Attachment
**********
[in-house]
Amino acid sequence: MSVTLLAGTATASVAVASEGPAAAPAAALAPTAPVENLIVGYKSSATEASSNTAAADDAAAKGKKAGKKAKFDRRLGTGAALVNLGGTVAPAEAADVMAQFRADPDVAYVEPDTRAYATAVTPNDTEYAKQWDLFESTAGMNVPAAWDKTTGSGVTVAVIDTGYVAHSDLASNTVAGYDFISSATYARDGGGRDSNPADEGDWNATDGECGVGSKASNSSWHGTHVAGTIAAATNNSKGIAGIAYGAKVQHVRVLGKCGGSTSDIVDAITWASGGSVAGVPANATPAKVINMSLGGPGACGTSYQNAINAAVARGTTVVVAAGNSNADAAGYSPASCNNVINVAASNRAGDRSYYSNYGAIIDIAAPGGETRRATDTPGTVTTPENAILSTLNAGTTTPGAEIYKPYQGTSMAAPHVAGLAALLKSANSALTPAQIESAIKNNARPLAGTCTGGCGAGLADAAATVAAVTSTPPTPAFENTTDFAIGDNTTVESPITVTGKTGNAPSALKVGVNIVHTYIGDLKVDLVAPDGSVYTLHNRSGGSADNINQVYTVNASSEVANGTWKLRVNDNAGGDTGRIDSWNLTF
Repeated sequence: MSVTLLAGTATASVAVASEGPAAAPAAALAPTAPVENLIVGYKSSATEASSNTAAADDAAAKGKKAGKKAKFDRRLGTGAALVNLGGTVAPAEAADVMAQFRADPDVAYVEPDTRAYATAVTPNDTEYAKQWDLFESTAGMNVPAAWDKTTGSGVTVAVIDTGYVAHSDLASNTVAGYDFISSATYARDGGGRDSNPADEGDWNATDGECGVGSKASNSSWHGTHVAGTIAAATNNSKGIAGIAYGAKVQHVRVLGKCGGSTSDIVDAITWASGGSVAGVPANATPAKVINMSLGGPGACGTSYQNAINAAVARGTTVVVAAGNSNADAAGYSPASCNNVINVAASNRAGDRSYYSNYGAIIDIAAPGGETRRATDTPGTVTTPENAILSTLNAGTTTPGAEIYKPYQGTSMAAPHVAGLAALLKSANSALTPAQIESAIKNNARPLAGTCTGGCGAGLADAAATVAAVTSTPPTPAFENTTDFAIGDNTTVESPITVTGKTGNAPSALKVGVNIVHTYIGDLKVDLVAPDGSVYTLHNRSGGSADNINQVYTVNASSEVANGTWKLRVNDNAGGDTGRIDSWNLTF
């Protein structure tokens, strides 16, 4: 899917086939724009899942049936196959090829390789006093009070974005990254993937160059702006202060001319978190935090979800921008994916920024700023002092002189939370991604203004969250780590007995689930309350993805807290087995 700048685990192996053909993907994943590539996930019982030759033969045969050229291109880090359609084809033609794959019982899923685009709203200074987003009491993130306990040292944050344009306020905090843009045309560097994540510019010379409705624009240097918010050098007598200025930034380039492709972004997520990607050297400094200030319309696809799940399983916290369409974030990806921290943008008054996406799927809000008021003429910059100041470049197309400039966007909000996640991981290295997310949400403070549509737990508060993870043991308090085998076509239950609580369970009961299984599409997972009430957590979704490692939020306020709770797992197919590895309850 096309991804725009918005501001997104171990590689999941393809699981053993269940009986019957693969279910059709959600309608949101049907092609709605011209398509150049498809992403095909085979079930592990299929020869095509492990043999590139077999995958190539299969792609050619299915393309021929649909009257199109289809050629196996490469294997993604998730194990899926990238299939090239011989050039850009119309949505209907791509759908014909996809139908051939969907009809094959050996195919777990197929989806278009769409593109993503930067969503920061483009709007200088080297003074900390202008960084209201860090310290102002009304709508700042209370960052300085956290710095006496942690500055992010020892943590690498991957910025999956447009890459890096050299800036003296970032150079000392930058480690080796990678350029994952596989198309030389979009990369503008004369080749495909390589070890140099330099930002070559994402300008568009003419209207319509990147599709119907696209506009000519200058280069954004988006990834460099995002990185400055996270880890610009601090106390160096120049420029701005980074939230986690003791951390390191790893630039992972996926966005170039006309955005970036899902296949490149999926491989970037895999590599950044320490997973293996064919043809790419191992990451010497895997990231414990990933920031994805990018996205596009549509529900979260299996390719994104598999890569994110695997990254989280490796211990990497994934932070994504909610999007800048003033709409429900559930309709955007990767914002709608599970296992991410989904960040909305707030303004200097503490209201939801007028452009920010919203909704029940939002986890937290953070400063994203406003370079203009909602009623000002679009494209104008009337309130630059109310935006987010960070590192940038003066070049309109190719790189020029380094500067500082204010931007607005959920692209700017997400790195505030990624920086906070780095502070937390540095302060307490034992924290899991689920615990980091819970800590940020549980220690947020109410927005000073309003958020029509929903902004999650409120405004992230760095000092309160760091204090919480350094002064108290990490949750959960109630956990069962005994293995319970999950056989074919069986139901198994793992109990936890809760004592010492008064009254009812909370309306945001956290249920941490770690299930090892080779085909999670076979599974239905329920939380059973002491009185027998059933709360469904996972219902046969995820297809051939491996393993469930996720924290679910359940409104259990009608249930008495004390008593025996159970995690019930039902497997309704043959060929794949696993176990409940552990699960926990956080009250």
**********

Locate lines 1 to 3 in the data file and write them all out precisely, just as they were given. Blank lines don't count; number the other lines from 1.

[in-house]
Amino acid sequence: MSVTLLAGTATASVAVASEGPAAAPAAALAPTAPVENLIVGYKSSATEASSNTAAADDAAAKGKKAGKKAKFDRRLGTGAALVNLGGTVAPAEAADVMAQFRADPDVAYVEPDTRAYATAVTPNDTEYAKQWDLFESTAGMNVPAAWDKTTGSGVTVAVIDTGYVAHSDLASNTVAGYDFISSATYARDGGGRDSNPADEGDWNATDGECGVGSKASNSSWHGTHVAGTIAAATNNSKGIAGIAYGAKVQHVRVLGKCGGSTSDIVDAITWASGGSVAGVPANATPAKVINMSLGGPGACGTSYQNAINAAVARGTTVVVAAGNSNADAAGYSPASCNNVINVAASNRAGDRSYYSNYGAIIDIAAPGGETRRATDTPGTVTTPENAILSTLNAGTTTPGAEIYKPYQGTSMAAPHVAGLAALLKSANSALTPAQIESAIKNNARPLAGTCTGGCGAGLADAAATVAAVTSTPPTPAFENTTDFAIGDNTTVESPITVTGKTGNAPSALKVGVNIVHTYIGDLKVDLVAPDGSVYTLHNRSGGSADNINQVYTVNASSEVANGTWKLRVNDNAGGDTGRIDSWNLTF
Repeated sequence: MSVTLLAGTATASVAVASEGPAAAPAAALAPTAPVENLIVGYKSSATEASSNTAAADDAAAKGKKAGKKAKFDRRLGTGAALVNLGGTVAPAEAADVMAQFRADPDVAYVEPDTRAYATAVTPNDTEYAKQWDLFESTAGMNVPAAWDKTTGSGVTVAVIDTGYVAHSDLASNTVAGYDFISSATYARDGGGRDSNPADEGDWNATDGECGVGSKASNSSWHGTHVAGTIAAATNNSKGIAGIAYGAKVQHVRVLGKCGGSTSDIVDAITWASGGSVAGVPANATPAKVINMSLGGPGACGTSYQNAINAAVARGTTVVVAAGNSNADAAGYSPASCNNVINVAASNRAGDRSYYSNYGAIIDIAAPGGETRRATDTPGTVTTPENAILSTLNAGTTTPGAEIYKPYQGTSMAAPHVAGLAALLKSANSALTPAQIESAIKNNARPLAGTCTGGCGAGLADAAATVAAVTSTPPTPAFENTTDFAIGDNTTVESPITVTGKTGNAPSALKVGVNIVHTYIGDLKVDLVAPDGSVYTLHNRSGGSADNINQVYTVNASSEVANGTWKLRVNDNAGGDTGRIDSWNLTF